This leads me to suppose that Science are following a path that can not be correct for a Theory of Everything , because the outcome of world history we see here , the last product of its evolution , is the human being , a system that can not be limited to the field of study of Physics and can not be translated by the language of Mathematics . The human body was made by the Universe, so, the Universe itself must have the properties of life as its total configuration. The human body is made with a bone structure that can be explained by Physics , more the "soft" structure that can be explained by Biology , and now, more its super - mental structure that will be perhaps explained by Neurology. Now, in my humble layman's rationality, I think that the universe can only be explained by the sum, at least, of these three areas of study . The life and self - consciousness must have had its principles , manifested or not , since the Big Bang , and these principles must have interfered with the evolution of the universe , down to the level of their physical skeleton, and influencing it , as well as the soft part of the human body , the DNA . etc. . descended to the level of the skeletons of Cretaceous to alter them and produce skeletons of later forms.

Mathematics can be applied to biological systems like Cretaceous to unveil their exo-skeletons, however will never detect and explain its soft interior. However , an effort of mathematical thinking about what you get from exo-skeletons can leap over the soft interior , ignoring him, and resurface in front making correct predictions about the endo-skeletons of mammals. This is the value of Mathematics . Moreover , when I tried to calculate the History of the Universe from the Big Bang until the human brain as a Cartesian graph with time and space coordinates , and in the midst rolling the first system known as atom, the final figure showed that evolution is curved and non-linear. Like any long curved line can be seen as the sum of small straight lines changing direction , Mathematics takes in straight stretches but does not catch the general curve . From which must emerges a Theory of Everything .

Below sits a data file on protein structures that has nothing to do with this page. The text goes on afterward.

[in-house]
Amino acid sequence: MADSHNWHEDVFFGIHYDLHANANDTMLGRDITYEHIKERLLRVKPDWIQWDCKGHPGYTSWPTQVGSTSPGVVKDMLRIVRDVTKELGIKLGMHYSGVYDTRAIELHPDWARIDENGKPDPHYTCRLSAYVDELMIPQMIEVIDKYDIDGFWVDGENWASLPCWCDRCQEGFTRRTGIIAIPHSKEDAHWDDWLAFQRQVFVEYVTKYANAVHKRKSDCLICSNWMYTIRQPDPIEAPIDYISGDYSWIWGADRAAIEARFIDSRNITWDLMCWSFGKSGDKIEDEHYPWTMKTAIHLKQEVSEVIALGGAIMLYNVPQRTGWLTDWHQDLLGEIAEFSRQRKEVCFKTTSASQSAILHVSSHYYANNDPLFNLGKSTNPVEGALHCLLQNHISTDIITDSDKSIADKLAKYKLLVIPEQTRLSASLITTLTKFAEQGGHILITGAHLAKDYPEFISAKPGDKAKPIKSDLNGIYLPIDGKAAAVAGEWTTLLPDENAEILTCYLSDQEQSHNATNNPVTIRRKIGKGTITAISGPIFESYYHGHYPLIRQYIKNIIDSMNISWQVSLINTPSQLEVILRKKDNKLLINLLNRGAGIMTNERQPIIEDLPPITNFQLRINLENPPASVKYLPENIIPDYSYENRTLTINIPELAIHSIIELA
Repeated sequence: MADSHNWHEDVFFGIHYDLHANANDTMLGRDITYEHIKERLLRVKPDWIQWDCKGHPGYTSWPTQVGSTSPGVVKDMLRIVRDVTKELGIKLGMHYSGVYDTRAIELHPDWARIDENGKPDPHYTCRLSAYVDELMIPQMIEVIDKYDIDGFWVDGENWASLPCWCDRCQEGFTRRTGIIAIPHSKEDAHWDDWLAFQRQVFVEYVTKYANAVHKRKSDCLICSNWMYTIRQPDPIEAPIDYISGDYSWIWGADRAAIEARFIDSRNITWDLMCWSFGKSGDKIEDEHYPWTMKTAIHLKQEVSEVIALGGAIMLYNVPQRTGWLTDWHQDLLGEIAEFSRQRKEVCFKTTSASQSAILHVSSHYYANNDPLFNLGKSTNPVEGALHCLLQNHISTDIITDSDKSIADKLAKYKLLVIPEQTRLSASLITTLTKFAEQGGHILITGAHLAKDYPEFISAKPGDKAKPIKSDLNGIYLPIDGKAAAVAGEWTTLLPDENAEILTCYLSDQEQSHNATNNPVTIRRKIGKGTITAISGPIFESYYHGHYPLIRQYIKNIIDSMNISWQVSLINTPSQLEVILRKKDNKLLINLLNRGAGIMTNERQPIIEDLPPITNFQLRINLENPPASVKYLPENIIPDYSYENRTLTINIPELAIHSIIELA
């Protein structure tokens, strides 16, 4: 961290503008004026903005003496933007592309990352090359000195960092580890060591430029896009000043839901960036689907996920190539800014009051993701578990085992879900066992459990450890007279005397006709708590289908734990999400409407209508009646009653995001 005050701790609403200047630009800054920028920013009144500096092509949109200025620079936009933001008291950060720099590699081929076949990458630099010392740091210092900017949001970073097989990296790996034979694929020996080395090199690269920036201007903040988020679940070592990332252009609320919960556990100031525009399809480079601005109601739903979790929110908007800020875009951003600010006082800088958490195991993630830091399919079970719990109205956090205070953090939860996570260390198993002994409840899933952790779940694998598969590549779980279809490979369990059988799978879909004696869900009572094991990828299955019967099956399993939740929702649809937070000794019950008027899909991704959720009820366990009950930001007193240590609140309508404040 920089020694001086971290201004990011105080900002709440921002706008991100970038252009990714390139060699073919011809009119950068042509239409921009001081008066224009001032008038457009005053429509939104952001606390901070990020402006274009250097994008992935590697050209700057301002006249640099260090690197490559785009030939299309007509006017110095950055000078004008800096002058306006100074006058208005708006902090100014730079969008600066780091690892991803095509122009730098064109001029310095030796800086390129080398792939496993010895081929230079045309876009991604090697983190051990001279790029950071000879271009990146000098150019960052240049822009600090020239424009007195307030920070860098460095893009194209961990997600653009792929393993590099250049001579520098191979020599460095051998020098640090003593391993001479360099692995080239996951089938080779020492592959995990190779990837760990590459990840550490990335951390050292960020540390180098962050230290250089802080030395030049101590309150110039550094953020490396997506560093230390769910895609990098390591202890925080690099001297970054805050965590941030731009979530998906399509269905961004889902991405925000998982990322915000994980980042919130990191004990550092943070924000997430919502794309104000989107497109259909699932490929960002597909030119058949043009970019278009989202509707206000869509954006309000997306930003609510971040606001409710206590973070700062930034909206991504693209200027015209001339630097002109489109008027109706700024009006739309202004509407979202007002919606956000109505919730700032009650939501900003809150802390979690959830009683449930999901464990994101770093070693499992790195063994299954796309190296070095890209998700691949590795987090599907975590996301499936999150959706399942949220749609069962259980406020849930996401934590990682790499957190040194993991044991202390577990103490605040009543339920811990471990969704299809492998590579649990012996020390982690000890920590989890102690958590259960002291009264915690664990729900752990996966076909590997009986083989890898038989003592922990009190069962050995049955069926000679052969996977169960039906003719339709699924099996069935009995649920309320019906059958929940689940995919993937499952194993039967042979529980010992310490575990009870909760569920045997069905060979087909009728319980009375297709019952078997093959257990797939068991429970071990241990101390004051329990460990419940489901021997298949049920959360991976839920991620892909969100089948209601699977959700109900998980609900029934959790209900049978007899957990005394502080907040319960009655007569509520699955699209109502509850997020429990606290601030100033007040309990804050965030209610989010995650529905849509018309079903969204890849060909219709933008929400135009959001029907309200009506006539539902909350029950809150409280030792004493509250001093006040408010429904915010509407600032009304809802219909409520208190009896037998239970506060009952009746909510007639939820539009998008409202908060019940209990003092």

I tried to apply what I know of the current knowledge of the biology and neurology on what I know of physics regarding academic Cosmological Theory . As a final result got a picture I call " theory " according to the Greek definition of the word and not according to the scientific definition of the word . What this picture suggests as more evident is that natural systems, such as atoms, stellar , galactic , have all vital properties that we see in human bodies , but the academic models of these systems have not found these properties. It follows therefore that physicists should make great effort to slow down their Physicist thinking and mathematical jumps back to the beginnings of biology , neurology , learning these subjects , if they really want to understand the universe and arrive at a theory of everything . If anybody has interested , my theory is called "The Universal Matrix/DNA of Natural Systems and Life Cycles " , just google it and see the website with the theoretical models . Any criticism would be welcome as I'm not selling a worldview, I am seeking the truth, simply, at my rough salvage conditions, and here I will return to discuss our different models . Again , grateful for yours valuable informations and brilliant thoughts.